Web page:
Sylabs Updates Enterprise Edition of Singularity Container Platform
Sylabs has updated the enterprise edition of its Singularity container platform to include the updates to the open source platform that were made last fall.
Company CEO Gregory Kurtzer says key capabilities now included in SingularityPRO supported by Sylabs includes a plug-in architecture that makes it easier to extend the functionality of the company’s container platform in addition to the Open Container Initiative (OCI) and Container Networking Interface (CNI) developed under the auspices of the Cloud Native Computing Foundation. OCI support is critical because it allows container images to run on both Singularity and Docker container platforms. Singularity is also compatible with container orchestration engines such Kubernetes and Nomad from HashiCorp.
Singularity is a container platform originally employed primarily by organizations running high-performance computing (HPC) applications. But as more organizations have started to build artificial intelligence (AI) applications using containers, Kurtzer says Singularity is increasingly finding its way into enterprise IT environments that want support from Sylabs. The most recent edition of Singularity also added support for encryption via a key management capability that is now generally available.
Singularity primarily differs from Docker in that it is based on a single-file format that includes the runtime environment. Kurtzer says that approach makes it easier to deploy and support because the need for “tar balls” of files has been eliminated. In fact, he notes that Singularity not only can be deployed on everything from x86 servers to graphical processor units (GPUs) and field programmable gate arrays (FPGAs), but it also runs natively on MacOS. The Singularity approach also provides better security because there’s no need to grant users control of a root-owned daemon process or kernel feature, he adds.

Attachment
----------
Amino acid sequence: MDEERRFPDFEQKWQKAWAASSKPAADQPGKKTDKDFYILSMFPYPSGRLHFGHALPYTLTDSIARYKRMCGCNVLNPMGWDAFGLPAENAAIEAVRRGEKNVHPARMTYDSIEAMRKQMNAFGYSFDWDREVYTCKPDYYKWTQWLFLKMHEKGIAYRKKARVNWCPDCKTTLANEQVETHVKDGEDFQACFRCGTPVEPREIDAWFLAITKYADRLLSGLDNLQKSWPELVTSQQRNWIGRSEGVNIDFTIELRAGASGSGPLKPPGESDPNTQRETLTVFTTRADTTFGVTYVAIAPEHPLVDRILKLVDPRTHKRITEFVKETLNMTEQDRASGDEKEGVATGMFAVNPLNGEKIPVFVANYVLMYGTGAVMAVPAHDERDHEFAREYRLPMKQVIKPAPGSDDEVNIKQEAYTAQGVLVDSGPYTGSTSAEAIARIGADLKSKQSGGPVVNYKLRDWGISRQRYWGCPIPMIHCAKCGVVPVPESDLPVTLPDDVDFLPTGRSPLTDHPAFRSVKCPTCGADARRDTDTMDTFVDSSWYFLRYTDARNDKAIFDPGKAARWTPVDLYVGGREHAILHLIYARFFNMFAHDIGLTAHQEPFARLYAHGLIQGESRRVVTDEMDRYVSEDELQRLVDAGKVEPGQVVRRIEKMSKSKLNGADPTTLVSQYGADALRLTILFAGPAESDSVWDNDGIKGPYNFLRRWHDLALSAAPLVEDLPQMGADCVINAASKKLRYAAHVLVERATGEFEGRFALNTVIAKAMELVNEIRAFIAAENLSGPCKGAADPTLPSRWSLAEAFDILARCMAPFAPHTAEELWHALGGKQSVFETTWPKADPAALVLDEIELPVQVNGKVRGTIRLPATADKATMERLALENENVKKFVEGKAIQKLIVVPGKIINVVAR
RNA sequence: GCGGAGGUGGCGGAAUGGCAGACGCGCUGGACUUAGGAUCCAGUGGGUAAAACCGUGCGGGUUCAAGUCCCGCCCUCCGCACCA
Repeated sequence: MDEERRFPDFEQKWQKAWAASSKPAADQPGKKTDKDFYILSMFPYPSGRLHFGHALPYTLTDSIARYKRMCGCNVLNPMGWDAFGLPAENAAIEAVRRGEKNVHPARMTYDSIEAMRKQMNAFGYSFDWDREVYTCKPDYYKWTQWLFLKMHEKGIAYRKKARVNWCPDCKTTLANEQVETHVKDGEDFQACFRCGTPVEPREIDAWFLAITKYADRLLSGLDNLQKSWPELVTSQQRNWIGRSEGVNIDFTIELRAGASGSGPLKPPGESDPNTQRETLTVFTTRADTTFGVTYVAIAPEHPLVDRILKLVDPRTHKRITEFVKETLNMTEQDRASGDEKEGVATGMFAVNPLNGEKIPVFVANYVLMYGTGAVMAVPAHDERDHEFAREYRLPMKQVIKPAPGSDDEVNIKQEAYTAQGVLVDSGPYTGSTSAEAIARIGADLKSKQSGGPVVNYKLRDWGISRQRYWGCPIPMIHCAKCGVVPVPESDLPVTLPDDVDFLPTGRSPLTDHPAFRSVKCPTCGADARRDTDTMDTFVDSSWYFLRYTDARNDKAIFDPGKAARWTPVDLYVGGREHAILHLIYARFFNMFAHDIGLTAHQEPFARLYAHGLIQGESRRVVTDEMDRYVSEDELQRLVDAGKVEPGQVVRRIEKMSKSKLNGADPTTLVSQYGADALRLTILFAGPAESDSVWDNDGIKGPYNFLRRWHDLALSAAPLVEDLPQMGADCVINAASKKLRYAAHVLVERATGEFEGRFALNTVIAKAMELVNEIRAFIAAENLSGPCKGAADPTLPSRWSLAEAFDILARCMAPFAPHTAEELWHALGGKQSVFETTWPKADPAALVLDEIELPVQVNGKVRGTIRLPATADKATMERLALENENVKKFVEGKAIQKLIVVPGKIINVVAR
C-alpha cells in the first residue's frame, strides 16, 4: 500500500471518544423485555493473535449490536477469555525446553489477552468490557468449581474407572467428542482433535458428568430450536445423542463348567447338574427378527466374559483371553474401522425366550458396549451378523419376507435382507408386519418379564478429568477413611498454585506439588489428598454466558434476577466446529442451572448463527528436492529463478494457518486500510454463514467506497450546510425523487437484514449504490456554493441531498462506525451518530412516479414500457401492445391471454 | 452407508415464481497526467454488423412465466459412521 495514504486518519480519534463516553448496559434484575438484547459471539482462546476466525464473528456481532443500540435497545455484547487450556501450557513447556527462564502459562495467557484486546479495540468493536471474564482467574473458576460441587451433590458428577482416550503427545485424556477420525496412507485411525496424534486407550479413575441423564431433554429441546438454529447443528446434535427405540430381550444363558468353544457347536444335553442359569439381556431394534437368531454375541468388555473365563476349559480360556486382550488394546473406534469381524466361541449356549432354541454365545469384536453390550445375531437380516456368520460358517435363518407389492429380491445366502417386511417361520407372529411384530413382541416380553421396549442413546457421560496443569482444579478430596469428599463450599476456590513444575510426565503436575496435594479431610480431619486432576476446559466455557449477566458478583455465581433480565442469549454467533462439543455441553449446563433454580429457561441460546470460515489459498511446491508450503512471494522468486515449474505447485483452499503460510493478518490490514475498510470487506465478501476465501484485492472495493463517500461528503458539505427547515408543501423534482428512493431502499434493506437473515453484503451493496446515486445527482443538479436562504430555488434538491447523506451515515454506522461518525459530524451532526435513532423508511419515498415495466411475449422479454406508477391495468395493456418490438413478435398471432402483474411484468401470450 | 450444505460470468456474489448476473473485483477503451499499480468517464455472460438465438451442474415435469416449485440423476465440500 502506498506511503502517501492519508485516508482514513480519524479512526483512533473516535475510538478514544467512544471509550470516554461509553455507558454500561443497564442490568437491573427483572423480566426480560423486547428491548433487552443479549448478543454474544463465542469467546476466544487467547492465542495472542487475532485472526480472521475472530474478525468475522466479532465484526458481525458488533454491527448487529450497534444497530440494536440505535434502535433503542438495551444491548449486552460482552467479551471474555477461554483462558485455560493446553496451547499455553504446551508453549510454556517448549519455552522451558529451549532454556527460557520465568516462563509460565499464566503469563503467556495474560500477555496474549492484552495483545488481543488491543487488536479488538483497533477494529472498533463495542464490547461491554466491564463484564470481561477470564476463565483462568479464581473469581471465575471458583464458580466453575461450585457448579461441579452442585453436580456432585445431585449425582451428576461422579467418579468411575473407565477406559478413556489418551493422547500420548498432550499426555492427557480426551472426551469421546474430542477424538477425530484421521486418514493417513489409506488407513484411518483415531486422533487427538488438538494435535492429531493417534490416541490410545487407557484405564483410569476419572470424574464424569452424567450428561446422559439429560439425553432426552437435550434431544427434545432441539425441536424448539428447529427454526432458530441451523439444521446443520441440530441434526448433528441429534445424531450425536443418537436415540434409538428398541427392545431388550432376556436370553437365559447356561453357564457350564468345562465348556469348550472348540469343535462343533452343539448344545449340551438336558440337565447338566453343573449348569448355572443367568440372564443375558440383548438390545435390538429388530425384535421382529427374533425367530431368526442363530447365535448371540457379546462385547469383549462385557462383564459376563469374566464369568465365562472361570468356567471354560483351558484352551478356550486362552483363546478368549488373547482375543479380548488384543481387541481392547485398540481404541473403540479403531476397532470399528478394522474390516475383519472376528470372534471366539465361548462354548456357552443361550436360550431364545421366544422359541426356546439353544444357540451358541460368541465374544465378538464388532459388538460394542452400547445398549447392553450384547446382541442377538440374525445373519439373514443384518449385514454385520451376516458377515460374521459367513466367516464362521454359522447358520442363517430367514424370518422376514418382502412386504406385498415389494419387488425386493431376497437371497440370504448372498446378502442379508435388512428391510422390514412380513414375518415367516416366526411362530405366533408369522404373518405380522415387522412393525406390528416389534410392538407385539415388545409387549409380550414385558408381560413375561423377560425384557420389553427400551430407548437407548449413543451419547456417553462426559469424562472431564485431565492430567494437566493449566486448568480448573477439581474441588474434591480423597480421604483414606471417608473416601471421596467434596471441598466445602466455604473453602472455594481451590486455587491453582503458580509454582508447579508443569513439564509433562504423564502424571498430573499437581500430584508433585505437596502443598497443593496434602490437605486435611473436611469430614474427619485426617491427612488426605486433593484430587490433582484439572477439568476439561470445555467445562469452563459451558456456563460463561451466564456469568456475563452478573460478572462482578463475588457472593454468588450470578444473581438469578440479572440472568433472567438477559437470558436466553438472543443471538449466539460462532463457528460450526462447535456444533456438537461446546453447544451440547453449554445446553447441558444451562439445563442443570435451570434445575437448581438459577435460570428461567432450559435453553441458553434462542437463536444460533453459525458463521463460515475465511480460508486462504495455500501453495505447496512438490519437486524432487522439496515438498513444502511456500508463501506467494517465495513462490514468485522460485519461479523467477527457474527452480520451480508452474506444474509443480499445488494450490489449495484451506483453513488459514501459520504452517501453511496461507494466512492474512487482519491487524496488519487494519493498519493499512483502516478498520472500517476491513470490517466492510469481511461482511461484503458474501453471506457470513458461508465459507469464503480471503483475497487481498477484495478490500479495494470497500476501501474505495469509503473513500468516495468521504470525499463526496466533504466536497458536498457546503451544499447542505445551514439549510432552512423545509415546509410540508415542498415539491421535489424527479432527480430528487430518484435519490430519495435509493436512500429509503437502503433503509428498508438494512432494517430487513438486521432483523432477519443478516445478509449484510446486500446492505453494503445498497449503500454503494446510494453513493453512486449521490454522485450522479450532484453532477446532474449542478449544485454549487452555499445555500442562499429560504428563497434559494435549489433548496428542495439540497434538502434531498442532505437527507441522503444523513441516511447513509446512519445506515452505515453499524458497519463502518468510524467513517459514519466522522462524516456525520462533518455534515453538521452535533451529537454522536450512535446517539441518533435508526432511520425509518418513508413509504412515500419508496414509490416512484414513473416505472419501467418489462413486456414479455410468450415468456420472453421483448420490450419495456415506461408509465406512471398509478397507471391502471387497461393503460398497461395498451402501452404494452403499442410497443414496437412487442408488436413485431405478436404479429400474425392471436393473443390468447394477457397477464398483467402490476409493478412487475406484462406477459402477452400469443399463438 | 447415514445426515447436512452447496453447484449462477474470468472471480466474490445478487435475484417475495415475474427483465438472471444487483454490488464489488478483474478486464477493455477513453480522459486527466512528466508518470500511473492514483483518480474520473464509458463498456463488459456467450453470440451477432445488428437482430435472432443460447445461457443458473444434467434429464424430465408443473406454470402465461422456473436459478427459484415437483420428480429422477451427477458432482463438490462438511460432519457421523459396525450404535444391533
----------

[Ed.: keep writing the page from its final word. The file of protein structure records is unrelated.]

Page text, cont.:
Kurtzer says there are now more than 25,000 users deploying Singularlity containers that are supported via the enterprise edition of the platform. There are, of course, thousands of other users that Sylabs might not be aware of, given the open source nature of the platform. Kurtzer notes the company is working on a 3.2 update to the enterprise edition that it plans to deliver next month.
In the meantime, Sylabs is making a case for a second container format that lends itself better to supporting microservices-based applications at scale. Singularity may not have the same level of momentum as Docker. But Sylabs did recently sign agreement with both Google and Microsoft to make it easier to deploy Singularity containers on their respective public clouds. Lenovo, meanwhile, has committed to making Singularity part of the container orchestration platforms it supports on servers deployed in on-premises IT environments.
It remains to be seen to what degree IT organizations will embrace multiple types containers engines. But as microservices continue to evolve, there does appear to be a high-end niche that Docker containers don’t address as well as Singularity. As enterprise applications based on microservices become more complex, many of them may consider alternative approaches. Regardless of the path chosen, it’s clear containers running on everything from virtual machines to bare-metal servers will soon be everywhere.